Marburg Hemorrhagic Fever: Fact Sheet
Is the disease ever fatal?
Yes. The case-fatality rate for Marburg hemorrhagic fever is
How is Marburg hemorrhagic fever treated?
A specific treatment for this disease is unknown. However,
supportive hospital therapy should be utilized. This includes balancing the
patient's fluids and electrolytes, maintaining their oxygen status and blood
pressure, replacing lost blood and clotting factors and treating them for any
Sometimes treatment also has used transfusion of fresh-frozen
plasma and other preparations to replace the blood proteins important in
clotting. One controversial treatment is the use of heparin (which blocks
clotting) to prevent the consumption of clotting factors. Some researchers
believe the consumption of clotting factors is part of the disease process.
Who is at risk for the illness?
People who have close contact with a human or non-human primate
infected with the virus are at risk. Such persons include laboratory or
quarantine facility workers who handle non-human primates that have been
associated with the disease. In addition, hospital staff and family members who
care for patients with the disease are at risk if they do not use proper
barrier nursing techniques.
How is Marburg hemorrhagic fever prevented?
Due to our limited knowledge of the disease, preventive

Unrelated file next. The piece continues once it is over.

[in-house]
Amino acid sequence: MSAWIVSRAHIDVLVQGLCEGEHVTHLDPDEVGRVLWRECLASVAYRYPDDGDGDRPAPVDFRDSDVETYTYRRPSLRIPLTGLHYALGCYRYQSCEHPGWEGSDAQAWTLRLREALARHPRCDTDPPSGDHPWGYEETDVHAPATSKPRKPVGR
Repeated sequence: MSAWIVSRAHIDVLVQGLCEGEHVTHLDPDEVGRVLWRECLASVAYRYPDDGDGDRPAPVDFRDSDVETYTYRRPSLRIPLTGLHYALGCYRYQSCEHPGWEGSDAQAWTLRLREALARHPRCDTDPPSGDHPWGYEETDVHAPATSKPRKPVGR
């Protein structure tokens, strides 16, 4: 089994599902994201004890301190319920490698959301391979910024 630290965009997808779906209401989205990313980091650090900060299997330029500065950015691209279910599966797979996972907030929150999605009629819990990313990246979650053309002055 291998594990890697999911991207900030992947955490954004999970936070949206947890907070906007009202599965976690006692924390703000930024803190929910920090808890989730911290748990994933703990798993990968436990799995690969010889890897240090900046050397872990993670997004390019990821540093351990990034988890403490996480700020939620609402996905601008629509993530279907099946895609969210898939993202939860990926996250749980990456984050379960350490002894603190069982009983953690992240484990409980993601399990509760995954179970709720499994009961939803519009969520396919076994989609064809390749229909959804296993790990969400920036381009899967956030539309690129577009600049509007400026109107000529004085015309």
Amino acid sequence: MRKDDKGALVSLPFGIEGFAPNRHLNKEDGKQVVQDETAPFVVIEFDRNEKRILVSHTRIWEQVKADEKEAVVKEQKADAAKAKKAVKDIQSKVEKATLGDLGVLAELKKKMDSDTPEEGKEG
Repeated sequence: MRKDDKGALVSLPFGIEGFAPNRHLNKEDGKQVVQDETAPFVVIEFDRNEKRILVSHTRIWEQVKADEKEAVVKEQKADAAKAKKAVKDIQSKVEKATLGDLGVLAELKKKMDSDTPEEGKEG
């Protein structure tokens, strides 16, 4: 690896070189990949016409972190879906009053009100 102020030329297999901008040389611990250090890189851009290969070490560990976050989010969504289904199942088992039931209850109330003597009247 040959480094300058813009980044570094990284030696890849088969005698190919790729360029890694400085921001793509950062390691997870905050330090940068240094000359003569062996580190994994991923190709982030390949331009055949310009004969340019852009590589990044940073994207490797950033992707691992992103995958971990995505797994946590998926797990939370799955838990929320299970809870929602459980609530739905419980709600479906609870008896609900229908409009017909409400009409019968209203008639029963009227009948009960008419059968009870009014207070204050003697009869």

measures against transmission from the original animal host have not yet been
established. Measures for prevention of secondary transmission are similar to
those used for other hemorrhagic fevers. If a patient is either suspected or
confirmed to have Marburg hemorrhagic fever, barrier nursing techniques should
be used to prevent direct physical contact with the patient. These precautions
include wearing of protective gowns, gloves, and masks; placing the infected
individual in strict isolation; and sterilization or proper disposal of
needles, equipment, and patient excretions.
In conjunction with the World Health Organization, CDC has
developed practical, hospital-based guidelines, titled "Infection
Control for Viral Haemorrhagic Fevers In the African Health Care
Setting." The manual can help health-care facilities recognize cases
and prevent further hospital-based disease transmission using locally available
materials and few financial resources.
What needs to be done to address the threat of Marburg hemorrhagic fever?
Marburg hemorrhagic fever is a very rare human disease.
However, when it does occur, it has the potential to spread to other people,
especially health care staff and family members who care for the patient.
Therefore, increasing awareness among health-care providers of clinical
symptoms in patients that suggest Marburg hemorrhagic fever is critical. Better
awareness can help lead to taking precautions against the spread of virus
infection to family members or health-care providers. Improving the use of
diagnostic tools is another priority. With modern means of transportation that
give access even to remote areas, it is possible to obtain rapid testing of
samples in disease control centers equipped with Biosafety Level 4 laboratories
in order to confirm or rule out Marburg virus infection.